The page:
Hunters illegally take sows, leave orphaned cubs

Posted: Thursday, May 15, 2003

KODIAK - In what authorities are calling an unprecedented number of illegal shootings, two Kodiak brown bear sows with cubs were killed this month and Alaska State Troopers are investigating a possible third.

"In five years I haven't worked a bear-hunting season in which three sows with cubs have been shot," said state Wildlife Protection Officer Joanna Roop.

On May 2, troopers cited James E. Jairell, 43, of Kodiak, for taking a brown bear sow accompanied by two cubs on the Aliulik Peninsula. Four days later, troopers cited Emmet F. Heidemann Jr., 44, of Wasilla, for killing a brown bear sow, also with two cubs, in the Red Lake area.

The bears were killed during the Kodiak spring bear hunt, which opened April 1 and lasts through May 15. Normally, authorities said, no sows with cubs are taken during the season.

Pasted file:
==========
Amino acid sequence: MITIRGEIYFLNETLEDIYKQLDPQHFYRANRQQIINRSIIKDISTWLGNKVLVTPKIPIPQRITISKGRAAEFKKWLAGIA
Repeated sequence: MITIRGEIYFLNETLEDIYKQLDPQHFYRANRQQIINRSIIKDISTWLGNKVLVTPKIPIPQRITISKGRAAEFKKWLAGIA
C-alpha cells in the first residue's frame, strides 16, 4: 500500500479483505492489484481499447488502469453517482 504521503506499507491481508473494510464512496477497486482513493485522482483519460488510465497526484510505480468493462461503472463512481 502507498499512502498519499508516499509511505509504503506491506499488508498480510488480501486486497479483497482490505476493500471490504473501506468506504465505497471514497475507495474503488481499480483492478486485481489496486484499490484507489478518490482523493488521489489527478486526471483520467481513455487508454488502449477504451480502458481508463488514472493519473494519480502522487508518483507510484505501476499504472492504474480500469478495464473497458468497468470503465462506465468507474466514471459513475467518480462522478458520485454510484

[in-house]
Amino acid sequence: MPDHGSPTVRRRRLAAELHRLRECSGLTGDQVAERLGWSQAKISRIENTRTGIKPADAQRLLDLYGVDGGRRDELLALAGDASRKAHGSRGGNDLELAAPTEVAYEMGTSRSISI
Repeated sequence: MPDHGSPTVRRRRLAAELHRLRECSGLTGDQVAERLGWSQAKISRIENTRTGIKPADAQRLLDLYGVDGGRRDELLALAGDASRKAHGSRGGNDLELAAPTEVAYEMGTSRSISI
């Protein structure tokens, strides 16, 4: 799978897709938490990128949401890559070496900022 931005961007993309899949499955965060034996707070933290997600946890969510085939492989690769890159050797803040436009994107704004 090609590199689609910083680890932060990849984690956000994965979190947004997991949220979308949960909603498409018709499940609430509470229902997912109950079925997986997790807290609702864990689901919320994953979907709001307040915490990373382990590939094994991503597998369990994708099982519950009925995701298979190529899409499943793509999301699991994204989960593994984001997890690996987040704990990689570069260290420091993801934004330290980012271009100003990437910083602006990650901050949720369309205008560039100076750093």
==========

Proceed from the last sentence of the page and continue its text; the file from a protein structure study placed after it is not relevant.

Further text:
Troopers said they were investigating a third possible shooting, but wouldn't discuss details.

Shooting a brown bear sow with cubs could bring a fine of up to $1,300.

Fish and Game biologist Larry VanDaele said both killings appear to be cases of mistaken identity. It is difficult to distinguish between brown bear sows and boars. Cubs are not always visible, VanDaele said.

VanDaele said orphaned cubs often die in the wilderness but it is the death of the sows that represents the greatest loss.

"One of the sows was a young bear who could have continued to have cubs for 20 years. She might have had 10 cubs in her lifetime. So instead of shooting one bear, you've actually killed 10," Vandaele said.

While two of the orphaned cubs are yearlings and have a slim chance at survival, officials were unable to find homes in zoos for the newborn cubs. VanDaele said they likely would die in the wilderness.

"They're always so cute at that age. But they grow up. Zoos won't even take year-old bears. They're too ornery," said VanDaele.

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